Instead, start with light jogging in place, easy jump rope, or simply hopping in place. Then as you learn and see what your body can handle without pain, you can appropriately progress. Soon you will be doing things you never thought possible. And in doing so you will also be improving the strength of your bones and muscles. Your balance will improve, decreasing your risk of falling. Ultimately you will decrease your risk of sustaining a life altering injury or fracture.
What does the research show?
There is so much research on osteoporosis and the impact exercise can have. But today, I want to highlight a landmark study.⁵
This research was in 2017, just a few years ago. This study took a little over 100 women who had at least a -1 T score (see above for a reminder on T scores).
High Intensity resistance training group. The role between exercise and osteoporosis as we age.
Half of these women were put into a high intensity resistance training program for 8 months. They worked out 2 times a week for 30 minutes. The work outs included use of a barbell for squats, deadlifts, and overhead presses. These lifts were performed at 85% of their 1 rep-max. These lifts were done for 5 sets of 5 repetitions with a linear progression model. Meaning, if they could demonstrate 7 repetitions with good form, 5 pounds could be added to their lift.⁵
Something very interesting was added, jumping chin ups. Jumping chin ups provided a controllable form of impact when landing from the chin up, back on to the ground. This impact is easy to control, based on how much assistance the arms were providing on the way back down to the ground. As these women developed strength and confidence they could increase the amount of impact on landing and the amount of power and explosiveness when they jumped up.⁵
These two groups of women in the study were compared.
Physical Therapy Group
This control group, instead of performing high intensity resistance training, performed more Physical Therapy, rehabilitation based exercises at only 60% of their 1 rep-max.⁵
The differences between the groups was significant.
The high intensity resistance group improved both their bone mineral density and overall function.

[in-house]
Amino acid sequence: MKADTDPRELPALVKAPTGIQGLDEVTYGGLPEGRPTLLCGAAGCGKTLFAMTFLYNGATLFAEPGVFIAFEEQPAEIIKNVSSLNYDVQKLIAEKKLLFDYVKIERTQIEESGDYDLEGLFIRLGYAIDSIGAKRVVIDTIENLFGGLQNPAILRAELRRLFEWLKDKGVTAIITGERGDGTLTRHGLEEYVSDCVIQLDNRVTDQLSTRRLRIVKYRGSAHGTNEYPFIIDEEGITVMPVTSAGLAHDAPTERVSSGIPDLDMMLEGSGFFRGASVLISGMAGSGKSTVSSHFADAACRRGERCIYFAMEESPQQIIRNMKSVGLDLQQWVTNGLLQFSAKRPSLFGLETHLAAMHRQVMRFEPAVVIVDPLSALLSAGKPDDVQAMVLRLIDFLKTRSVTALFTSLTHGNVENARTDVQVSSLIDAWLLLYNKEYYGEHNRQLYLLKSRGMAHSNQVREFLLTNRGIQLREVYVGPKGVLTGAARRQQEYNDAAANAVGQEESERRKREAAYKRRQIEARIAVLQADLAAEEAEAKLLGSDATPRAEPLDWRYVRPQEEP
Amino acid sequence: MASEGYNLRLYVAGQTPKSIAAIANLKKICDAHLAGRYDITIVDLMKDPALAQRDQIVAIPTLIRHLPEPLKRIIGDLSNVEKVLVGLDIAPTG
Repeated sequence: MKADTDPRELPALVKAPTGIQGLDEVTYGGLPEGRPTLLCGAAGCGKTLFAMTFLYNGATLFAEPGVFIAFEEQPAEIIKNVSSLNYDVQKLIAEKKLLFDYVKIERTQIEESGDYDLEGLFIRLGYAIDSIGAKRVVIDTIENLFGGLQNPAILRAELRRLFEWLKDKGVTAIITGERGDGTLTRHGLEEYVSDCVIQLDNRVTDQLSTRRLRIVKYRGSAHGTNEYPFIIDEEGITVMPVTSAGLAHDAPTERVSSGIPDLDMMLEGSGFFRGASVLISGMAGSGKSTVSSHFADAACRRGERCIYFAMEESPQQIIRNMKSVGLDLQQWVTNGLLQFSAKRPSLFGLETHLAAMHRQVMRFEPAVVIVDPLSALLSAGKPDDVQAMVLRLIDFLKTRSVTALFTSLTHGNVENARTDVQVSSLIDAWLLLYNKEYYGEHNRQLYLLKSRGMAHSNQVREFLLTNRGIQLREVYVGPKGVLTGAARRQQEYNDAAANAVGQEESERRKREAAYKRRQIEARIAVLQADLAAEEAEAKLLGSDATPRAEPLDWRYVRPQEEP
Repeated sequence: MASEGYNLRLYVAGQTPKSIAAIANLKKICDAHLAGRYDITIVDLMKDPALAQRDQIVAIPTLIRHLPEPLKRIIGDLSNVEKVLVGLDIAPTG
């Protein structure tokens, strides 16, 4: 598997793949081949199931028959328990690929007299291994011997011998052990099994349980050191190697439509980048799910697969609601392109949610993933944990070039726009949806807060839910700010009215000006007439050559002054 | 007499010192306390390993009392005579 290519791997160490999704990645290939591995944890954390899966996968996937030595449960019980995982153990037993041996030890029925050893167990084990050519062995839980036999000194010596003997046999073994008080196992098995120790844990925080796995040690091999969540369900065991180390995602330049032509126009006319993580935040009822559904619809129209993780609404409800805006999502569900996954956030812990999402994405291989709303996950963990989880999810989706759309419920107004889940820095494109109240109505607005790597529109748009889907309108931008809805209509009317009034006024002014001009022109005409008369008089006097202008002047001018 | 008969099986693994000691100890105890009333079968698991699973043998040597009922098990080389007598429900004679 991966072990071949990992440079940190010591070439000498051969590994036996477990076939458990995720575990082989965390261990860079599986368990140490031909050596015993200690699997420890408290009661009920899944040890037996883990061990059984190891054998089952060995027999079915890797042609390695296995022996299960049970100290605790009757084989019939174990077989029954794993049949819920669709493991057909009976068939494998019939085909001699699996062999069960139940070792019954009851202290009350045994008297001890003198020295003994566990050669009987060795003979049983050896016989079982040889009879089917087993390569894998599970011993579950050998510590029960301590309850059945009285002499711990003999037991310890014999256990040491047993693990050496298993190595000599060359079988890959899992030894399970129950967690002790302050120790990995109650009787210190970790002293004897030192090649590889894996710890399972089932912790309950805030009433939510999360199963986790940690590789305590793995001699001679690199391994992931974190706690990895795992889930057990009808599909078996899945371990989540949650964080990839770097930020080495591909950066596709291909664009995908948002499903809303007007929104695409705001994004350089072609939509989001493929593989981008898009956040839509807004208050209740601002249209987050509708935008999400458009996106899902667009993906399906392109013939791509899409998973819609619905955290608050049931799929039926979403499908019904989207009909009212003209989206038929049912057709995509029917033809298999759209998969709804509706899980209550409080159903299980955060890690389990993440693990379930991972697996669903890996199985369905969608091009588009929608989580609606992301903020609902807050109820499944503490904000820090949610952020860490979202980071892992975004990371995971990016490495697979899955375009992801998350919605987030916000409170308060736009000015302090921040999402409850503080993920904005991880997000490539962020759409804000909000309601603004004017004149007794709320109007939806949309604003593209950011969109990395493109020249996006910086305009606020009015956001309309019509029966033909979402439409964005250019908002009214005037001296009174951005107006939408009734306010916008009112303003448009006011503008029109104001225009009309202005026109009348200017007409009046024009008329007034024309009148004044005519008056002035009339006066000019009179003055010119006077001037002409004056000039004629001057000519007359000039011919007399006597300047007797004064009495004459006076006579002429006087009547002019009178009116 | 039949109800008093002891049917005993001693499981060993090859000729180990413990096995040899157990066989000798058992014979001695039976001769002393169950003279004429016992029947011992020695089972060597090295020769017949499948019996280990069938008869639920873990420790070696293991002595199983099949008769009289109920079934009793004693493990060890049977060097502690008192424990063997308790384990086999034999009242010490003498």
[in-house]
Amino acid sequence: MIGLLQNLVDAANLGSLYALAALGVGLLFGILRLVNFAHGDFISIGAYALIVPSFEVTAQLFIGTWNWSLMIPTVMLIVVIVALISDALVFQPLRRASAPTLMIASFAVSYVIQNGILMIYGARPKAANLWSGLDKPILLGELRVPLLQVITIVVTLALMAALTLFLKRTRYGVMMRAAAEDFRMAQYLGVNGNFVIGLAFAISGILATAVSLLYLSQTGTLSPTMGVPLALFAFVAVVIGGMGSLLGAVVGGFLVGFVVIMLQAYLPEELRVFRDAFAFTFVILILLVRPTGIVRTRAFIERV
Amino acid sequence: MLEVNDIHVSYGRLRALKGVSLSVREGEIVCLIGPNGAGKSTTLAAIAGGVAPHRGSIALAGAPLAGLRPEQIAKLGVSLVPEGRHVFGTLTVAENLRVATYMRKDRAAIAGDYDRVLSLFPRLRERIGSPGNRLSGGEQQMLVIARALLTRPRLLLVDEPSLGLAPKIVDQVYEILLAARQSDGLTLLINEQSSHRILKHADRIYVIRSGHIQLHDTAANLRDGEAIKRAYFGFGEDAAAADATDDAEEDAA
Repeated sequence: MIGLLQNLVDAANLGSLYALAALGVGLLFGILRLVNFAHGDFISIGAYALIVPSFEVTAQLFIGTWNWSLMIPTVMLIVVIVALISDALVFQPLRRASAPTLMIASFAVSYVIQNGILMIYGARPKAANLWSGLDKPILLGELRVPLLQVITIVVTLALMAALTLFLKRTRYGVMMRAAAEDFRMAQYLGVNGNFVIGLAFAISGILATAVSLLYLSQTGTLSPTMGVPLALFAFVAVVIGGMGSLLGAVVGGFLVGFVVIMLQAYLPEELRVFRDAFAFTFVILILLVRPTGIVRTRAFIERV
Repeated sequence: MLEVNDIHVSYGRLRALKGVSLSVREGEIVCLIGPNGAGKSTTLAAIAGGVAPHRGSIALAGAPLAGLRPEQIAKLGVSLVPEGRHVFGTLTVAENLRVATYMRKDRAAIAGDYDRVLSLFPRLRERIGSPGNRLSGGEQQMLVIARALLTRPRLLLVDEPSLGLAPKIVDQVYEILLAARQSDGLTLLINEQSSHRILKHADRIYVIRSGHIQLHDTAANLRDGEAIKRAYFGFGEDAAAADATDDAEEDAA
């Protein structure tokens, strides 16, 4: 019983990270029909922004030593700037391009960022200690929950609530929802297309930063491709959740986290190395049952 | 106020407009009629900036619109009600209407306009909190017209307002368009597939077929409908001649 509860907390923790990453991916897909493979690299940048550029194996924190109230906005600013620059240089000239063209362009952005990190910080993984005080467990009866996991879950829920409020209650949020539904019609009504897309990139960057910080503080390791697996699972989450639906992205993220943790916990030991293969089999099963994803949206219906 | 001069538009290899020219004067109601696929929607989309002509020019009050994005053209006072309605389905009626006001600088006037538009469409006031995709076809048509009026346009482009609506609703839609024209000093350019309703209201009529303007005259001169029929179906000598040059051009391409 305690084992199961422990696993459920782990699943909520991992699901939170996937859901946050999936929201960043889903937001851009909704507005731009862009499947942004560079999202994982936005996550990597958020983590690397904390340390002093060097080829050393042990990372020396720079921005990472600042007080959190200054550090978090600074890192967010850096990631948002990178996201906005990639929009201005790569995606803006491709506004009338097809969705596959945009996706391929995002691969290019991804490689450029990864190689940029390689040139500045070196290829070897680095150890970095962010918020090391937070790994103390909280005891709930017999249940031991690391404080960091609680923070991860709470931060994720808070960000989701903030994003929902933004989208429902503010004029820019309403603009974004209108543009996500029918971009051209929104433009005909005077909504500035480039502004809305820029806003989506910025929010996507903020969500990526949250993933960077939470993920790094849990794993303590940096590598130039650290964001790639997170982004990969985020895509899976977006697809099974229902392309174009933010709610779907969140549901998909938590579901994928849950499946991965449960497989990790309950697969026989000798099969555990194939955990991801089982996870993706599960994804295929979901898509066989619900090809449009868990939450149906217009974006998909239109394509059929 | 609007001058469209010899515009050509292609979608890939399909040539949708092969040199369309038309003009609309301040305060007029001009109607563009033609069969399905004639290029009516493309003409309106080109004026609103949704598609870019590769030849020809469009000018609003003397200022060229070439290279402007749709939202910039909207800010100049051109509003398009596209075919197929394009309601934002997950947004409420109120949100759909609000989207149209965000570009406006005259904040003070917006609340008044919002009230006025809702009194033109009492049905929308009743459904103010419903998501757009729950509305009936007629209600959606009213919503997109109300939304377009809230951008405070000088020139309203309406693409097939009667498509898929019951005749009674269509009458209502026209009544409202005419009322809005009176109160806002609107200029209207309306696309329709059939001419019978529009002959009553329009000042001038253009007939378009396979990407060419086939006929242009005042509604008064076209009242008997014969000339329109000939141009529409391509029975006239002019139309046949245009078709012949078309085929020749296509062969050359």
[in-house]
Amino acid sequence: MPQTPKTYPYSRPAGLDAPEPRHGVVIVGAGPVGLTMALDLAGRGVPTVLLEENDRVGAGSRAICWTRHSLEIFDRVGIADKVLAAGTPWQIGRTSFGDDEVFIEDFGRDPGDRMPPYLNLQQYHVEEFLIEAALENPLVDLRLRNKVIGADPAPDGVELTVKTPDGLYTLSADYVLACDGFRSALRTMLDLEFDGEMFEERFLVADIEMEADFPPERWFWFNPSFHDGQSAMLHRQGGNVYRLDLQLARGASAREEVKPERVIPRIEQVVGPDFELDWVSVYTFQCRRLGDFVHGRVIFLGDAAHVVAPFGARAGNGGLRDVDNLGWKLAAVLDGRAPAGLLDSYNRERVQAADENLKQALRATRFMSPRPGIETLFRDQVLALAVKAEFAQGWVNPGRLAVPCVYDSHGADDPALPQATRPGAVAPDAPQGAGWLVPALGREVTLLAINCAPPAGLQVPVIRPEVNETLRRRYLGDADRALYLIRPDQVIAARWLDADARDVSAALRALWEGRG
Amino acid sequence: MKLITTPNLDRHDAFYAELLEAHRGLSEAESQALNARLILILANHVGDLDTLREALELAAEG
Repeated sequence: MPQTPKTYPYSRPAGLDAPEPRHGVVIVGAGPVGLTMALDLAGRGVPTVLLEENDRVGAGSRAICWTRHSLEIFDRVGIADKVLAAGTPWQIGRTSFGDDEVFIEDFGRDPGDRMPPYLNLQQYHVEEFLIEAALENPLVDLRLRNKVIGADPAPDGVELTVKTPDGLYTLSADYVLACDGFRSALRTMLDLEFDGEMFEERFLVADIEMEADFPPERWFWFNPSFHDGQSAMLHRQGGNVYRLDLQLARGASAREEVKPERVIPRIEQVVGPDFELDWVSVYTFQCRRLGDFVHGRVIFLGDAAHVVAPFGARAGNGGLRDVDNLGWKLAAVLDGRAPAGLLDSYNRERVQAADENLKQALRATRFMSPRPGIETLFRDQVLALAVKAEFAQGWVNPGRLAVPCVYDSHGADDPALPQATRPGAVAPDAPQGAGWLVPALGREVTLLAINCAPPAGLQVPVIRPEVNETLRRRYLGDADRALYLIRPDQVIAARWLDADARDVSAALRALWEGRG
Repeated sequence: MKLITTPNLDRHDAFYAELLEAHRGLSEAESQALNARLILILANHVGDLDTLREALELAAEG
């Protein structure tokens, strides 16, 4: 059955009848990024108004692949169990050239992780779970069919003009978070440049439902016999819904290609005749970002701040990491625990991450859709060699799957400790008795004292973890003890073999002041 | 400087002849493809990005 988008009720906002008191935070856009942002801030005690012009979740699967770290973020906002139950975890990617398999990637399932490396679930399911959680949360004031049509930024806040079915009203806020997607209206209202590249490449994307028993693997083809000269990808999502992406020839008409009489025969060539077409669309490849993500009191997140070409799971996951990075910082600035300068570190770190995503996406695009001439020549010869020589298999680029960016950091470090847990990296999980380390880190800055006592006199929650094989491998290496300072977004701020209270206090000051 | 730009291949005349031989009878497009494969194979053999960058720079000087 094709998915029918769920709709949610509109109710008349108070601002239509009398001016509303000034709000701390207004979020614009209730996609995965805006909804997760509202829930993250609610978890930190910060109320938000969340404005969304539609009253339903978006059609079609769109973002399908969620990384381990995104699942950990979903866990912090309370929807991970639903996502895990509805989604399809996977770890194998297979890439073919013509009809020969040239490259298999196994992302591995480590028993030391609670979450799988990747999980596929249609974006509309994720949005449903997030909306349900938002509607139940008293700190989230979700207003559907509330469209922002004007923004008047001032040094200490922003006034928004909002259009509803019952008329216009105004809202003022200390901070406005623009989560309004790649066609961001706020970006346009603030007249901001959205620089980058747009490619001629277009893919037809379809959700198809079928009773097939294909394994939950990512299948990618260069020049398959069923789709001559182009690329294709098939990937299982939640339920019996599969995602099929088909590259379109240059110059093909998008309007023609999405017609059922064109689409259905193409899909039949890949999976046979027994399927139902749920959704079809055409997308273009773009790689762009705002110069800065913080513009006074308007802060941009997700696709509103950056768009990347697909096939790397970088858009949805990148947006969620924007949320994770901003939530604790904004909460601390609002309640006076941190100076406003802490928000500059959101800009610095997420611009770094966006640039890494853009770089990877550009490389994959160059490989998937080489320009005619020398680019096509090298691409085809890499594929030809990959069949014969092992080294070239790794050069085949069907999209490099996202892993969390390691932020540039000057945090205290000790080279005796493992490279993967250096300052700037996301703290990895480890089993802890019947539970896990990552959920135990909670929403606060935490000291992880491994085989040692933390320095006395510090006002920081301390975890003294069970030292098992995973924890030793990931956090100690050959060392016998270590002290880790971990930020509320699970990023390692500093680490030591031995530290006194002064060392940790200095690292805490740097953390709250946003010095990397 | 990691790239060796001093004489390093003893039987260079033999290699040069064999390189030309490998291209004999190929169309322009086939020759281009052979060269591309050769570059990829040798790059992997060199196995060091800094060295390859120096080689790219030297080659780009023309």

Both the lumbar spine and femur improved in bone mineral density.
In terms of function, objective measures improved including the: Timed up and go test, 5 time sit to stand test, back extensor and leg strength, vertical jump height, functional reach test, and all without serious injuries except for a minor muscle strain in one participant.⁵
There were benefits in this group after 8 months. These benefits were maintained over time, even if they stopped at 8 months. But those that chose to continue exercising, continued to see even more improvements.⁵
This research article shook up the osteoporosis world. But you cannot deny the research. High intensity resistance training and high impact exercise definitely has a role in preventing bone mineral density loss. It also improved what loss has already occurred.
A follow up study was done to assess the occurrence of any vertebral fractures (fracture of the spine, especially of the mid back).⁶
Obviously they had to because of the talk that the high intensity resistance exercise study received.
And what did they find?
This exercise program did not cause any vertebral factors and instead, improved thoracic kyphosis (the amount of rounding in the mid back that is a classic sign of osteoporosis) in post-menopausal women, even with very low bone mass.⁶ This follow up study only continued to support the use of exercise for osteoporosis.⁶
Does high intensity resistance training and high impact exercise sound scary to you?
I get it, it scared me at first.
It goes against what we learned growing up. But just as technology, computers, phones, ways of communication advance, so does our knowledge on the human body.
You should start off by creating general workout habits. Get moving, get your blood pumping, stretch, and get a sense of how it feels to work up a sweat.
Once you gain some confidence in your body, do some additional research, or work with a healthcare professional. A physical therapist or personal trainer can create the right exercise program for you and your goals.
I will go into more depth on what creating an exercise program looks like in future posts. For now, lets all start on the path to moving more and getting our heart rate up.